The thickness or coating quantity of the lamination or sealing layer 26 may vary, but generally lies within the range of approx. 15–30 g/m2, preferably approx. 20–25 g/m2.

An example of a well-functioning lamination or sealing agent for the layer 26 is polypropylene, preferably a polypropylene with a melting point of above 130° C.

In order to avoid possible risks of crack formation and other untightnesses in one or some of the individual material layers of the packaging laminate 20, in particular in an aluminium foil serving as gas barrier 24—which is extremely sensitive to tensile stresses and therefore readily cracks when it is subjected to powerful tensile stresses—the layer 25 between the outer, liquid-tight coating 22 and the gas barrier 24, as well as also the layer 29 between the gas barrier 24 and the core layer 21, preferably consist of a binder or adhesive whose bonding strength to the two surrounding layers increases when the packaging laminate 20 is subjected to a heat treatment in, for example, a retort. In other words, the bonding should initially be sufficiently low or only partial so as to permit a certain “floating” of the tensile stress-sensitive aluminium foil 24 on reforming of the packaging laminate 20 into a packaging container. By a later heat treatment of the packaging container, the bonding strength is thus increased, whereby the packaging container is reliably permanented in its final, conveniently handleable geometric configuration.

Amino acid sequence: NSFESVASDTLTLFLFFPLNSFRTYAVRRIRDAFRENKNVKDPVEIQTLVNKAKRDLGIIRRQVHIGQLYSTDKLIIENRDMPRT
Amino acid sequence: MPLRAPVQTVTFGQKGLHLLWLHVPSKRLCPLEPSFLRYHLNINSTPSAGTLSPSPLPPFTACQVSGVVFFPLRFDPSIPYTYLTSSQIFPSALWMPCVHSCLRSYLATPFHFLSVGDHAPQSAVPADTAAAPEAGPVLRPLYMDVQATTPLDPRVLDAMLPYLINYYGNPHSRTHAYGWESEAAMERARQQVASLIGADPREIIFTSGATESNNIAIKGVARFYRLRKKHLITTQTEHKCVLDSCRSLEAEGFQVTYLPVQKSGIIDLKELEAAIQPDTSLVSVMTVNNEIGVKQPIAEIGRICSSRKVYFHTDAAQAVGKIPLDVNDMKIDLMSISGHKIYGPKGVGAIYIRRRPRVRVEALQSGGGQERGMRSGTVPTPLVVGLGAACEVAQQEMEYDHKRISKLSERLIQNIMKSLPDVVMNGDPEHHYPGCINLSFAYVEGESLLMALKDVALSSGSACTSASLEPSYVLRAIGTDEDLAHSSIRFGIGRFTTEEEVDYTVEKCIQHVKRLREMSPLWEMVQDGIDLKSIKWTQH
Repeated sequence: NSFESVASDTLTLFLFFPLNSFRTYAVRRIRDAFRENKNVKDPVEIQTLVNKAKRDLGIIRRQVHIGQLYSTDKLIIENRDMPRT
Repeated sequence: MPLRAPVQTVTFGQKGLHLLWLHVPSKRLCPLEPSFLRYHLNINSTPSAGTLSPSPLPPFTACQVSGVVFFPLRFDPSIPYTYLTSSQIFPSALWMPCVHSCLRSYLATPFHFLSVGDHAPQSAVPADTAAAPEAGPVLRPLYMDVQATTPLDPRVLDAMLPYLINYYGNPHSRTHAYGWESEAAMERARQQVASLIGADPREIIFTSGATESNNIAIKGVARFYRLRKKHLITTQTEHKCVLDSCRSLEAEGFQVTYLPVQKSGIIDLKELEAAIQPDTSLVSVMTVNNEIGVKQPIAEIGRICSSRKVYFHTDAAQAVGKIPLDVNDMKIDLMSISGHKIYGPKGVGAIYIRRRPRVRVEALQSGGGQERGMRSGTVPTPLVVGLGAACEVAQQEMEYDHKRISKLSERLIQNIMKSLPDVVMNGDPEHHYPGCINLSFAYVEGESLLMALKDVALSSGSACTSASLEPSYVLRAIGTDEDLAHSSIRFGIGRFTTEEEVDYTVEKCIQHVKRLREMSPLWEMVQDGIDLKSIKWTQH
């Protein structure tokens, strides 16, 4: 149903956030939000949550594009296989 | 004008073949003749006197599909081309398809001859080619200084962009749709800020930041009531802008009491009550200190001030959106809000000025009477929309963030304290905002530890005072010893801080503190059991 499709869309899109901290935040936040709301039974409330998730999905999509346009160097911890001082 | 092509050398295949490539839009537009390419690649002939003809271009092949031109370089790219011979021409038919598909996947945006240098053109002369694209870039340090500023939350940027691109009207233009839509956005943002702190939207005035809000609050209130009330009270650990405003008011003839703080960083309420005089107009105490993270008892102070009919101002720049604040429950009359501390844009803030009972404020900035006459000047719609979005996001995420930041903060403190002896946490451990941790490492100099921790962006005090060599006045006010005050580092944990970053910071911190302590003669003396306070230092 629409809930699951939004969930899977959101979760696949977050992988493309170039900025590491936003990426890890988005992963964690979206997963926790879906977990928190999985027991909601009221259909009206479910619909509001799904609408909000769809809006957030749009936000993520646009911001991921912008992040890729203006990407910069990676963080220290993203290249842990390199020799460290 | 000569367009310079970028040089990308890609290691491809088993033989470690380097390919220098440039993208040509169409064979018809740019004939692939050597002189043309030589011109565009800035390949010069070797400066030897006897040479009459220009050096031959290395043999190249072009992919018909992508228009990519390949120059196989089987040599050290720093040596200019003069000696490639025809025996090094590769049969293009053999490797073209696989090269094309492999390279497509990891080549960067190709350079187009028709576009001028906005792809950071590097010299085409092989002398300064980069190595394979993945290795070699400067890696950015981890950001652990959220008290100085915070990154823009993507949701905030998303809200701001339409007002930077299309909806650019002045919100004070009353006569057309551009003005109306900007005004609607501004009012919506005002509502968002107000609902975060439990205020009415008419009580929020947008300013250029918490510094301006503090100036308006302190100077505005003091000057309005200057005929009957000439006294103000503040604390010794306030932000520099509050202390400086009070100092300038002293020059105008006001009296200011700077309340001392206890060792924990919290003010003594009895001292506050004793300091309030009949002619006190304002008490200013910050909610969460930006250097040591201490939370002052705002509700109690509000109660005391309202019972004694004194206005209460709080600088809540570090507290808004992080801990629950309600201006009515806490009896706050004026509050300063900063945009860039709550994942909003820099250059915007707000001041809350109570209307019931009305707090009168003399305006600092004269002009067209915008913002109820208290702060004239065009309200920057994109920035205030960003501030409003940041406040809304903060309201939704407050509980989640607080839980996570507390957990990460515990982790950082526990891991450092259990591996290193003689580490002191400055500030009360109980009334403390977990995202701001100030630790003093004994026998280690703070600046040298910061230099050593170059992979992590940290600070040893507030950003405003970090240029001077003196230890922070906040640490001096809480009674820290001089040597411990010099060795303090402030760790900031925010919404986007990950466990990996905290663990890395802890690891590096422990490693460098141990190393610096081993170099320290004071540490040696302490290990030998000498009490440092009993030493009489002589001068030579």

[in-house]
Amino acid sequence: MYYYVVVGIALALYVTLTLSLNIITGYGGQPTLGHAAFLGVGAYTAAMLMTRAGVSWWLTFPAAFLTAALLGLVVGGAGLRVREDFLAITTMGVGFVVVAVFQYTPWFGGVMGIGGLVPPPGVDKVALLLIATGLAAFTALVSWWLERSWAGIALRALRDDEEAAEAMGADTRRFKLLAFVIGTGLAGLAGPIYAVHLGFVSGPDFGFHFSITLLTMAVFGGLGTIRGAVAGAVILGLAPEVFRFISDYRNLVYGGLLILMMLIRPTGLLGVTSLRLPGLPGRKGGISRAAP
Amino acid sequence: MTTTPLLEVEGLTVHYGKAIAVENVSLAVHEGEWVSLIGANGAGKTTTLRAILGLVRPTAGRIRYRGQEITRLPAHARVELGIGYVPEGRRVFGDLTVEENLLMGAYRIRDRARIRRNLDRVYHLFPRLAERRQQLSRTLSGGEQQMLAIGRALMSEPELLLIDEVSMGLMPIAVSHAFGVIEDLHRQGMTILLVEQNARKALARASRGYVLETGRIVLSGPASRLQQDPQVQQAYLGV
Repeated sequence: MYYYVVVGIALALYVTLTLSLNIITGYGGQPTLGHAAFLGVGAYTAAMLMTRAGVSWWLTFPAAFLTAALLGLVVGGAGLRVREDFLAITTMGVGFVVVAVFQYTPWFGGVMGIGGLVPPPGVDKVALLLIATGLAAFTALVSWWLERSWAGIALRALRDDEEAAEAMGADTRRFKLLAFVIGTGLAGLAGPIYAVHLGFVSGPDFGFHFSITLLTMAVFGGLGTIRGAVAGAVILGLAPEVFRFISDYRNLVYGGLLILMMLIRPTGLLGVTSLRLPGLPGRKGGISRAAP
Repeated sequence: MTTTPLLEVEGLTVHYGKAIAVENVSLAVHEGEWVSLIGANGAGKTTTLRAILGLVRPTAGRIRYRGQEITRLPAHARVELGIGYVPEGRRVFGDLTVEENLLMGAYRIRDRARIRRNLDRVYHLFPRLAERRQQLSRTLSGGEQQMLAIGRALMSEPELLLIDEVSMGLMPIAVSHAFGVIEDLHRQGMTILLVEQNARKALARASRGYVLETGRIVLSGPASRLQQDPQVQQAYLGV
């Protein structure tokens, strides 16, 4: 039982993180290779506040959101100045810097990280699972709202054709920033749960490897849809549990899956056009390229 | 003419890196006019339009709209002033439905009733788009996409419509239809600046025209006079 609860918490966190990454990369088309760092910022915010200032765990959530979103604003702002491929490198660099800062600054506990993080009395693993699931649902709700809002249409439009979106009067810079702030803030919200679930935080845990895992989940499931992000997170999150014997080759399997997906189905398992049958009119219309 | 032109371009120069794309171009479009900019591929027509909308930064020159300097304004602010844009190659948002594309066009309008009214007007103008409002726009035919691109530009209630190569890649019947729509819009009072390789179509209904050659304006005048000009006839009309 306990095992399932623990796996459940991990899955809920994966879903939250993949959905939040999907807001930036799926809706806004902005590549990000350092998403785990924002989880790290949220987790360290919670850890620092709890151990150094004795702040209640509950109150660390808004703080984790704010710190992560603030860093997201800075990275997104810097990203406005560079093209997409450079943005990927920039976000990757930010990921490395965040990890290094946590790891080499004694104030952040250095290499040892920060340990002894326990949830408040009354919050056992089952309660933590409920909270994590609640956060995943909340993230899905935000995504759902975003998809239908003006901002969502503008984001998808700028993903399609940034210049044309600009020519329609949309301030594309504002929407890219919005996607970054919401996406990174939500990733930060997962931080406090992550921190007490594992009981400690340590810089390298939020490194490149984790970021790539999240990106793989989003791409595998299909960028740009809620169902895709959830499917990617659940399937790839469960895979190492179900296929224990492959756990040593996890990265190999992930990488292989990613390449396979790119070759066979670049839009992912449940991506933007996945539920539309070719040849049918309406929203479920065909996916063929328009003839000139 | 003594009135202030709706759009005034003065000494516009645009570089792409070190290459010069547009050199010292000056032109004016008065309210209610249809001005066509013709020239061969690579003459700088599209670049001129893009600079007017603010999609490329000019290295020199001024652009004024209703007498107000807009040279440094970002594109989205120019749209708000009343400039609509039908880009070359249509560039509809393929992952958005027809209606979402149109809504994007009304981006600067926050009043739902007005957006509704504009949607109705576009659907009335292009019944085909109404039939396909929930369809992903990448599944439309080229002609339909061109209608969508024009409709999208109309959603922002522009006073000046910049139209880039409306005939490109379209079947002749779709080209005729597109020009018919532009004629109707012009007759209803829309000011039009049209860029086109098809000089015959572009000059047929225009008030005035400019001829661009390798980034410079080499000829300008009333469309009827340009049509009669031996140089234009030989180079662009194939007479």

Suitable bonding agents for employment in both of the above-mentioned binder layers 25 and 29 of the packaging laminate are per se known in the art, but one particularly preferred bonding agent is, according to the present invention, that which is obtainable from Mitsui, Japan, under the commercial brand name Admer.

From a packaging laminate according to the present invention, well-functioning retortable packaging containers or cartons can be produced by fold forming and sealing in the above-described manner, these packaging containers reliably allowing heat treatment at extremely high humidity and temperature conditions in a retort, without the packaging laminate delaminating or being destroyed in any other way.

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Classifications
U.S. Classification428/34.2, 428/36.6, 428/461, 428/507, 428/36.7, 428/510, 428/464
International ClassificationB65D65/40, B32B7/12, B32B27/10, B65D81/24, B32B27/32, B32B27/00
Cooperative ClassificationB32B27/32, B32B7/12
European ClassificationB32B7/12, B32B27/32
Legal Events
DateCodeEventDescription
Aug 26, 2010FPAYFee payment
Year of fee payment: 4
Jun 27, 2003ASAssignment
Owner name: TETRA LAVAL HOLDINGS & FINANCE S.A., SWITZERLAND
Free format text: ASSIGNMENT OF ASSIGNORS INTEREST;ASSIGNORS:ANDERSSON, THORBJORN;KJELGAARD, TOM;LETH, IB;REEL/FRAME:014214/0567;SIGNING DATES FROM 20030312 TO 20030324